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The Bright and Dark Sides of Religiosity Among University Students: Do Gender, College Major, and Income Matter?



We develop a theoretical model involving religiosity (intrinsic ( I ), extrinsic-social ( E s ), and extrinsic-personal ( E p ), Time 1), Machiavellianism (Time 2), and propensity to engage in unethical behavior (Time 2) to investigate direct and indirect paths. We collected two-wave panel data from 359 students who had some work experiences. For the whole sample, intrinsic religiosity ( I ) indirectly curbed unethical intentions through the absence of Machiavellianism, the bright side of religiosity. Both extrinsic-social ( E s ) and extrinsic-personal ( E p ) directly, while extrinsic-social ( E s ) indirectly , exacerbated unethical intentions, the dark side of religiosity. Multiple-group analyses across gender, college major, and income showed that the bright side existed directly for low-income students, but indirectly for males and females, business majors, and low-income students. Our novel finding showed that E p undermined unethical intentions indirectly for females. For the dark side, E s incited unethical intentions directly for males, business students, and low-income individuals, but indirectly for females, psychology majors, and low-income people. The Machiavellianism–unethical intentions relationship was the strongest for high-income participants. Religiosity had the highest number of significant paths for low-income individuals and the strongest dark side for males and high-income students, but the highest bright outcome for females. Our novel, original findings foster theory development and testing, add new vocabulary to the conversation of religiosity and unethical intentions, and improve practice.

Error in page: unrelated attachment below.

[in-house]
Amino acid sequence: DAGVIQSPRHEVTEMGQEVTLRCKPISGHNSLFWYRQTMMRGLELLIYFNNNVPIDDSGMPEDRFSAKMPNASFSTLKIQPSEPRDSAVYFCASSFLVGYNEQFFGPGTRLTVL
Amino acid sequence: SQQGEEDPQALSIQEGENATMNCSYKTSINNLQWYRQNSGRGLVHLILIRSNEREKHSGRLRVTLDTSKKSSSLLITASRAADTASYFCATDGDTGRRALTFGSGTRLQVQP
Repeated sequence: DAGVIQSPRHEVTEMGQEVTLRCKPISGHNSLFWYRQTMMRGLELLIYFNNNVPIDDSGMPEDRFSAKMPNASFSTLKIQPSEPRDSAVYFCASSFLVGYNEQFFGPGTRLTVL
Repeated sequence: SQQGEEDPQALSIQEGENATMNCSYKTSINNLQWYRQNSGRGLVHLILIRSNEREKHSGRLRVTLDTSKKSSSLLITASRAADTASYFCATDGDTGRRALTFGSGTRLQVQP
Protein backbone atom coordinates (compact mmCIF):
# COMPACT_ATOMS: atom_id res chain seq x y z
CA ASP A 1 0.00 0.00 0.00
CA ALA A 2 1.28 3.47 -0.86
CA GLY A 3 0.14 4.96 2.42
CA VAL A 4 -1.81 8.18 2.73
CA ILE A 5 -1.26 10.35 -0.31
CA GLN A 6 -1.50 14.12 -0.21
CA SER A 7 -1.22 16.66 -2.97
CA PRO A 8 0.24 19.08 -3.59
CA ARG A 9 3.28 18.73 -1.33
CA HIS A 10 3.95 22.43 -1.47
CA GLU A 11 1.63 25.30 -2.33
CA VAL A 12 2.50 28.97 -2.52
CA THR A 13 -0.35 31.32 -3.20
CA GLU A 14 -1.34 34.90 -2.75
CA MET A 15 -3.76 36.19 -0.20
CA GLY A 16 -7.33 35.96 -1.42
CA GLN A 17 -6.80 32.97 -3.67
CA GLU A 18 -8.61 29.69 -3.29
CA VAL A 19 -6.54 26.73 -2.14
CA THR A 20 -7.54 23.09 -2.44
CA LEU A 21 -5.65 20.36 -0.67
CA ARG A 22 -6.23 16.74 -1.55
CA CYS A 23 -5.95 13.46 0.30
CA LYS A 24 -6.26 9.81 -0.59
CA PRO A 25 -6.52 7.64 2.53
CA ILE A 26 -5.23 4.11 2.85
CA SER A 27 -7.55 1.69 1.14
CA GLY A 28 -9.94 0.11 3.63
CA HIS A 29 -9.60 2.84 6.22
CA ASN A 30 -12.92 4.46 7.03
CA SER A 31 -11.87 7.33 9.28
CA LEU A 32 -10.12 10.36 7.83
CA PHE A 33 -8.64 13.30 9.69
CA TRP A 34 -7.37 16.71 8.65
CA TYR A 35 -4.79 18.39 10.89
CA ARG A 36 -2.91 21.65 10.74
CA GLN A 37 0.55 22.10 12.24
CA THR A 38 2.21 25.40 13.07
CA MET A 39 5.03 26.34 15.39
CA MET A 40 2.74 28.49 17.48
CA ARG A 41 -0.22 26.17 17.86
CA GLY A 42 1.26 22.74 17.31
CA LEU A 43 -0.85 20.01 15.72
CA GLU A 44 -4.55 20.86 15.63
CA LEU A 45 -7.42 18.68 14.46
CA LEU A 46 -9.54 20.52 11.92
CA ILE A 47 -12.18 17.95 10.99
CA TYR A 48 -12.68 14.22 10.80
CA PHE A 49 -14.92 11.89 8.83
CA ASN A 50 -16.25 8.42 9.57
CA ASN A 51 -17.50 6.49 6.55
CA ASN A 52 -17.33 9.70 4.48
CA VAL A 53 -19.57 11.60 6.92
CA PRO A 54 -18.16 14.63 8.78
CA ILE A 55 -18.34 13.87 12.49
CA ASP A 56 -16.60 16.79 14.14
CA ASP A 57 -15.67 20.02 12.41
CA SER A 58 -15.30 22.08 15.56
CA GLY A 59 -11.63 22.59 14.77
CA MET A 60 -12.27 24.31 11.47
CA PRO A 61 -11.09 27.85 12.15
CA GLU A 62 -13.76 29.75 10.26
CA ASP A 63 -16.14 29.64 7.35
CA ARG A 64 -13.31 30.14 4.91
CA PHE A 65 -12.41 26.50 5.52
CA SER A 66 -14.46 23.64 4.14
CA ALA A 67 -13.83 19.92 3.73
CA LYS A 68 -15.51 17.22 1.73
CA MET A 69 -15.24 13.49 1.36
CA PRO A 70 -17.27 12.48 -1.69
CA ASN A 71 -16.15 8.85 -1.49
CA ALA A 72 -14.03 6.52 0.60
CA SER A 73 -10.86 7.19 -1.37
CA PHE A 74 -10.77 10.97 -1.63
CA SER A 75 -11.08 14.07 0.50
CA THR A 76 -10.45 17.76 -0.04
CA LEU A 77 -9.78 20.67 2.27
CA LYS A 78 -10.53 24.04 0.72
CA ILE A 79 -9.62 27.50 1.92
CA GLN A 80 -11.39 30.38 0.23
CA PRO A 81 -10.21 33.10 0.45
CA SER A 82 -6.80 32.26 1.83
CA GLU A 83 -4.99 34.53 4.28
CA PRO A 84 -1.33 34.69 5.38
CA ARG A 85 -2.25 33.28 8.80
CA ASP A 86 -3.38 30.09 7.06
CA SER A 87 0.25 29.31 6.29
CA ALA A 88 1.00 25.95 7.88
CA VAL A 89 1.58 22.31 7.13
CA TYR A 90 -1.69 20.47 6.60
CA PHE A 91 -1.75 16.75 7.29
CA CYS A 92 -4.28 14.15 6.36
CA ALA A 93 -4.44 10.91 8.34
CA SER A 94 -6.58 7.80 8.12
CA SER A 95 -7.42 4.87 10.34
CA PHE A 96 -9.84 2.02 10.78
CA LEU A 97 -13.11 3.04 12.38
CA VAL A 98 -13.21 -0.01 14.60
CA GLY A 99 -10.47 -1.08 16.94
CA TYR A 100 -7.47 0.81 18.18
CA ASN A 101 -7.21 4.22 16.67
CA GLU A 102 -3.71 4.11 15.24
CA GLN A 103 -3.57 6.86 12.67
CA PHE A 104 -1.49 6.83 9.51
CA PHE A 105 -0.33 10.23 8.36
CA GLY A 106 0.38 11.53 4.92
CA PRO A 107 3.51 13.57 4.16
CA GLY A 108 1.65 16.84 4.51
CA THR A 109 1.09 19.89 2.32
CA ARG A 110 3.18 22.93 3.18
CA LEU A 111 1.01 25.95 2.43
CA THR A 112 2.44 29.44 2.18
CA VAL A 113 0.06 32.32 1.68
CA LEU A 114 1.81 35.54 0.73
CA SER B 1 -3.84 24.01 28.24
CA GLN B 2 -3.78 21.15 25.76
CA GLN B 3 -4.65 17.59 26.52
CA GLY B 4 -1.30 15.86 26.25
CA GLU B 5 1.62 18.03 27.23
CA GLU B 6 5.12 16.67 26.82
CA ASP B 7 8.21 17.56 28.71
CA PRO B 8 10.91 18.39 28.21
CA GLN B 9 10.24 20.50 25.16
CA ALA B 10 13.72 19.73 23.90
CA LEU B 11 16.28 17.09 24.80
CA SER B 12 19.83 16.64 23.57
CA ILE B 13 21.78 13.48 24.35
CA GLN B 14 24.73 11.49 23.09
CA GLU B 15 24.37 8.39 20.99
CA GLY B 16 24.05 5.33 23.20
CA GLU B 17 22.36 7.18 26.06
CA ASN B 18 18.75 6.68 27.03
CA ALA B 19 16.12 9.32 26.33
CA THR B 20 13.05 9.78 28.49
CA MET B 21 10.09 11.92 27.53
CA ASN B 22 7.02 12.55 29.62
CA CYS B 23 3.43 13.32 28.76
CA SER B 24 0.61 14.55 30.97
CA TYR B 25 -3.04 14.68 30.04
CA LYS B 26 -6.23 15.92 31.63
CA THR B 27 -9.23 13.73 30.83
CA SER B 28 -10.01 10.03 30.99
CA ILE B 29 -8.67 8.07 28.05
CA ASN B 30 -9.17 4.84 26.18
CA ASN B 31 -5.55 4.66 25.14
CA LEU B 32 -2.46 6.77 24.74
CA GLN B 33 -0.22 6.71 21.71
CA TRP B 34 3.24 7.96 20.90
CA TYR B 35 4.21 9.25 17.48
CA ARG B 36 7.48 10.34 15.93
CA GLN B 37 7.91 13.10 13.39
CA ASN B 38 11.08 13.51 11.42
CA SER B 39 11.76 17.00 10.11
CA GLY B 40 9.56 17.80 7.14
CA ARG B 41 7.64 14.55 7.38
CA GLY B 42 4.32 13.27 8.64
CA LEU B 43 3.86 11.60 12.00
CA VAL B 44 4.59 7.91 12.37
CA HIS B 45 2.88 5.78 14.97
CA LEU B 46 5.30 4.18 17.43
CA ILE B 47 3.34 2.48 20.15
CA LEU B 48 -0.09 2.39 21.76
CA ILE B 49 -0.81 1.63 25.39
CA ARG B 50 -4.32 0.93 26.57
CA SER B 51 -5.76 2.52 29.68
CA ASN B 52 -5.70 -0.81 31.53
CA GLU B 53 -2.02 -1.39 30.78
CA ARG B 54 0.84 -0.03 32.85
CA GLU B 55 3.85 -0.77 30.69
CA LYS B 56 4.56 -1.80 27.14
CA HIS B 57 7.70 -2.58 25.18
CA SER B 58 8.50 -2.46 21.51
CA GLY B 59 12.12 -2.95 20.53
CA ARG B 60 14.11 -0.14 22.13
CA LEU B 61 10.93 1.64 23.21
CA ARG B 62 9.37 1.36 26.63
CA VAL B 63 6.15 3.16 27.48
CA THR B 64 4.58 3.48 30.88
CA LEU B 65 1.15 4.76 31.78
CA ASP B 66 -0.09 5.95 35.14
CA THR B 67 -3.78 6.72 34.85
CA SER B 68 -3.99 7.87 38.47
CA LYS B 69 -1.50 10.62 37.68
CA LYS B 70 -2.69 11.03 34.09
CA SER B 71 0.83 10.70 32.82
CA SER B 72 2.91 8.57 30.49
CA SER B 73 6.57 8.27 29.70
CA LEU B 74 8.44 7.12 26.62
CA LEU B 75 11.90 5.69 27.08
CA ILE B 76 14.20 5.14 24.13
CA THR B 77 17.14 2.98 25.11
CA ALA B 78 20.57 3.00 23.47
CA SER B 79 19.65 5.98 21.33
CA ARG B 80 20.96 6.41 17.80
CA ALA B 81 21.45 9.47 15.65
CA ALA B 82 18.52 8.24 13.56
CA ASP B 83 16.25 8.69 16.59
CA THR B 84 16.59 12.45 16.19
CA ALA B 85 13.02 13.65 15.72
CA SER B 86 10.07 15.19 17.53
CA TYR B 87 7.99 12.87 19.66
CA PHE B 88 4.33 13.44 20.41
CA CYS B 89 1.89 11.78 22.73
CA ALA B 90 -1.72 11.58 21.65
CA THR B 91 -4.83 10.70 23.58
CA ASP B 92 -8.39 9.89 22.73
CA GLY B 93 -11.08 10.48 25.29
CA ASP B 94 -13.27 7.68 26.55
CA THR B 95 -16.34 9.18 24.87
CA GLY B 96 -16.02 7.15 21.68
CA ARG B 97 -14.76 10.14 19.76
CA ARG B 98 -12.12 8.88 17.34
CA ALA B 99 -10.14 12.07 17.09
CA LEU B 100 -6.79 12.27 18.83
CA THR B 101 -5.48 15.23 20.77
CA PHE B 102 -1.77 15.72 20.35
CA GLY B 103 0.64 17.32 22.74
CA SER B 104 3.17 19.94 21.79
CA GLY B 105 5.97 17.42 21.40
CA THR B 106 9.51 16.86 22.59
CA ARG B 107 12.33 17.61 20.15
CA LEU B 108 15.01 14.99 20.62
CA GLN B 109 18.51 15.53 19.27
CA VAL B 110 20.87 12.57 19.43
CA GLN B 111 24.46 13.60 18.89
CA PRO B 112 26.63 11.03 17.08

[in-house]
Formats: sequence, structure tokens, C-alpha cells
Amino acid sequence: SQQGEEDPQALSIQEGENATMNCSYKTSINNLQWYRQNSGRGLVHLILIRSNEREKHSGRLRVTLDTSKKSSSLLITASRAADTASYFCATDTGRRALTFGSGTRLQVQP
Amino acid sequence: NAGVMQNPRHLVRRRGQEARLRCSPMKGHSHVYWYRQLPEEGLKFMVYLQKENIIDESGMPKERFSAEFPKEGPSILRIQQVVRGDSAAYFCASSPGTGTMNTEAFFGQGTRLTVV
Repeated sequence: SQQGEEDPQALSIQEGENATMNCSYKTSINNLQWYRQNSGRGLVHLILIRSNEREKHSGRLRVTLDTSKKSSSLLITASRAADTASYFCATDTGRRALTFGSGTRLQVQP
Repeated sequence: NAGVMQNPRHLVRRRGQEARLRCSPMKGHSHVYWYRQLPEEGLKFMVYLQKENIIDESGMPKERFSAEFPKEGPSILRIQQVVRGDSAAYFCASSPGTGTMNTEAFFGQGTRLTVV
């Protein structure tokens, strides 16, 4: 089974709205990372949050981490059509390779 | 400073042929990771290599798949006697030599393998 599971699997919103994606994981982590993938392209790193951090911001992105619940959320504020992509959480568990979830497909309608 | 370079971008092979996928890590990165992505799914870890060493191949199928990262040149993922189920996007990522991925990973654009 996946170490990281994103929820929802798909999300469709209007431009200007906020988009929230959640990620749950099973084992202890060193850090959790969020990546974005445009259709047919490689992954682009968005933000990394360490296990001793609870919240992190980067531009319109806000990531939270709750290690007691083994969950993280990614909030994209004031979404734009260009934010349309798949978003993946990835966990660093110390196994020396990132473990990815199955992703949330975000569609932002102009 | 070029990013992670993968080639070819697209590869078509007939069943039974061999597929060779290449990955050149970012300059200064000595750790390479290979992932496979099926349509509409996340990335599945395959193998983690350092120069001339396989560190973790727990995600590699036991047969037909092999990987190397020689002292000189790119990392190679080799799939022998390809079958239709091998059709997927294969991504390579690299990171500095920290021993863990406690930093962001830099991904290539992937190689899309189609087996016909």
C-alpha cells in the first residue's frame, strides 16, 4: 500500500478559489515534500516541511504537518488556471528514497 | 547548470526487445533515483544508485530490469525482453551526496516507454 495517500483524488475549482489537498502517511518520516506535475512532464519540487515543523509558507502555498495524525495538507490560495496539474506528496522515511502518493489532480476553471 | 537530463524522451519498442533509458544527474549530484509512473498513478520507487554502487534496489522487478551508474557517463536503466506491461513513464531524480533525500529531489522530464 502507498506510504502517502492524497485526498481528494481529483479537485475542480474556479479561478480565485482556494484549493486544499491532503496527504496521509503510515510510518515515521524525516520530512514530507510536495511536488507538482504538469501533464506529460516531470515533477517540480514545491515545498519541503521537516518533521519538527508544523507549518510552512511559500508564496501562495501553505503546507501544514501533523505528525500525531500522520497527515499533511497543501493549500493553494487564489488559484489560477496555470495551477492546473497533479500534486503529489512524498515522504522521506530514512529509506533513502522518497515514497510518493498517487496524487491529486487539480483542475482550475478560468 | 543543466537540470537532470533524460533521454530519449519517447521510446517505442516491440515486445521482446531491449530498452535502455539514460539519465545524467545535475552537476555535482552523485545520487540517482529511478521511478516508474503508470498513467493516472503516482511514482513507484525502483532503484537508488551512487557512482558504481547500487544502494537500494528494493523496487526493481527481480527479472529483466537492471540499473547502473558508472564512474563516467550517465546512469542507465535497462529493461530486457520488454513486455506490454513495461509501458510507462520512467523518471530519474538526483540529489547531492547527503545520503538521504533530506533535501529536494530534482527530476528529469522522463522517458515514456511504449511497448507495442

Journal of Business EthicsSpringer Journals

Published: Jul 1, 2013

DOI: 10.1007/s10551-012-1407-2

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